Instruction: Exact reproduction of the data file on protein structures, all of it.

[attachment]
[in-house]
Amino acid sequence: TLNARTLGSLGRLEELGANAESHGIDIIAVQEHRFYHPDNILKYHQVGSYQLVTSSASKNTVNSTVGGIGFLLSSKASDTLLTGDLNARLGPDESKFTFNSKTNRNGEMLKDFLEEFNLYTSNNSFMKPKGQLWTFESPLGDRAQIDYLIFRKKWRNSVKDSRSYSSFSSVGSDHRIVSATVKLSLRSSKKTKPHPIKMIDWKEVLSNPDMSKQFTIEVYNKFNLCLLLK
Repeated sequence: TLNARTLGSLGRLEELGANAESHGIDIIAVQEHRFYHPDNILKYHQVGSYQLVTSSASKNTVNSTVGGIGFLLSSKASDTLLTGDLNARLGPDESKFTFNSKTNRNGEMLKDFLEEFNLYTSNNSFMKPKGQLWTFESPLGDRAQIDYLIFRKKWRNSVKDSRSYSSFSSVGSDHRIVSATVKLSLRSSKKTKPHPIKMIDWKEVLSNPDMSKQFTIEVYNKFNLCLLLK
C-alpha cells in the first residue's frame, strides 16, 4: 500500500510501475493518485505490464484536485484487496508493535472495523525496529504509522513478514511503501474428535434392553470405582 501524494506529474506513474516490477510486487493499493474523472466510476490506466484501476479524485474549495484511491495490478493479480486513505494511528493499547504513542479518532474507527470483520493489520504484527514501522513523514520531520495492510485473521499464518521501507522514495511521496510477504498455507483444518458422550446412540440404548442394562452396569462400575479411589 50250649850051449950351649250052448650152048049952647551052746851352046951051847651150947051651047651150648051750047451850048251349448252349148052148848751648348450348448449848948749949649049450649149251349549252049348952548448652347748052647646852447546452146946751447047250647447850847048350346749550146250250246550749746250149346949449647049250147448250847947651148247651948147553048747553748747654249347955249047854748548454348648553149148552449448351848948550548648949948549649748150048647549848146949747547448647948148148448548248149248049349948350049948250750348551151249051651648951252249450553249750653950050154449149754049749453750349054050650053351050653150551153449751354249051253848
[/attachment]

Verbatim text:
[in-house]
Amino acid sequence: TLNARTLGSLGRLEELGANAESHGIDIIAVQEHRFYHPDNILKYHQVGSYQLVTSSASKNTVNSTVGGIGFLLSSKASDTLLTGDLNARLGPDESKFTFNSKTNRNGEMLKDFLEEFNLYTSNNSFMKPKGQLWTFESPLGDRAQIDYLIFRKKWRNSVKDSRSYSSFSSVGSDHRIVSATVKLSLRSSKKTKPHPIKMIDWKEVLSNPDMSKQFTIEVYNKFNLCLLLK
Repeated sequence: TLNARTLGSLGRLEELGANAESHGIDIIAVQEHRFYHPDNILKYHQVGSYQLVTSSASKNTVNSTVGGIGFLLSSKASDTLLTGDLNARLGPDESKFTFNSKTNRNGEMLKDFLEEFNLYTSNNSFMKPKGQLWTFESPLGDRAQIDYLIFRKKWRNSVKDSRSYSSFSSVGSDHRIVSATVKLSLRSSKKTKPHPIKMIDWKEVLSNPDMSKQFTIEVYNKFNLCLLLK
C-alpha cells in the first residue's frame, strides 16, 4: 500500500510501475493518485505490464484536485484487496508493535472495523525496529504509522513478514511503501474428535434392553470405582 501524494506529474506513474516490477510486487493499493474523472466510476490506466484501476479524485474549495484511491495490478493479480486513505494511528493499547504513542479518532474507527470483520493489520504484527514501522513523514520531520495492510485473521499464518521501507522514495511521496510477504498455507483444518458422550446412540440404548442394562452396569462400575479411589 50250649850051449950351649250052448650152048049952647551052746851352046951051847651150947051651047651150648051750047451850048251349448252349148052148848751648348450348448449848948749949649049450649149251349549252049348952548448652347748052647646852447546452146946751447047250647447850847048350346749550146250250246550749746250149346949449647049250147448250847947651148247651948147553048747553748747654249347955249047854748548454348648553149148552449448351848948550548648949948549649748150048647549848146949747547448647948148148448548248149248049349948350049948250750348551151249051651648951252249450553249750653950050154449149754049749453750349054050650053351050653150551153449751354249051253848